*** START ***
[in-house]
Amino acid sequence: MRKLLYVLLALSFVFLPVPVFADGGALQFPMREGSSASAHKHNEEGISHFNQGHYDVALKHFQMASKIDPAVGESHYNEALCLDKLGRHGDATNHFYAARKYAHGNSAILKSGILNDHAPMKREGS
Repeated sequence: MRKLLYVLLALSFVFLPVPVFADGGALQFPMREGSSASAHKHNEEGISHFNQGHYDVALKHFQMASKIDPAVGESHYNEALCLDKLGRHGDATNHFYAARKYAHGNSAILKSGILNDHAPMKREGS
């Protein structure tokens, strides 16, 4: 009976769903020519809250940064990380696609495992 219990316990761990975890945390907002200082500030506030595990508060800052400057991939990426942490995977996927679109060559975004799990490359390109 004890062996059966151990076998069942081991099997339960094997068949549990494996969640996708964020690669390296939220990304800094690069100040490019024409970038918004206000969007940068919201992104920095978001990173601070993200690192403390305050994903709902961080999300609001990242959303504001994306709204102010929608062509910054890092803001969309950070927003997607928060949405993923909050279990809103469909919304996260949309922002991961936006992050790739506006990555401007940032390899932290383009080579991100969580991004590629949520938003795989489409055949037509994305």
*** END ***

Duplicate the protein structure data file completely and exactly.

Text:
[in-house]
Amino acid sequence: MRKLLYVLLALSFVFLPVPVFADGGALQFPMREGSSASAHKHNEEGISHFNQGHYDVALKHFQMASKIDPAVGESHYNEALCLDKLGRHGDATNHFYAARKYAHGNSAILKSGILNDHAPMKREGS
Repeated sequence: MRKLLYVLLALSFVFLPVPVFADGGALQFPMREGSSASAHKHNEEGISHFNQGHYDVALKHFQMASKIDPAVGESHYNEALCLDKLGRHGDATNHFYAARKYAHGNSAILKSGILNDHAPMKREGS
């Protein structure tokens, strides 16, 4: 009976769903020519809250940064990380696609495992 219990316990761990975890945390907002200082500030506030595990508060800052400057991939990426942490995977996927679109060559975004799990490359390109 004890062996059966151990076998069942081991099997339960094997068949549990494996969640996708964020690669390296939220990304800094690069100040490019024409970038918004206000969007940068919201992104920095978001990173601070993200690192403390305050994903709902961080999300609001990242959303504001994306709204102010929608062509910054890092803001969309950070927003997607928060949405993923909050279990809103469909919304996260949309922002991961936006992050790739506006990555401007940032390899932290383009080579991100969580991004590629949520938003795989489409055949037509994305």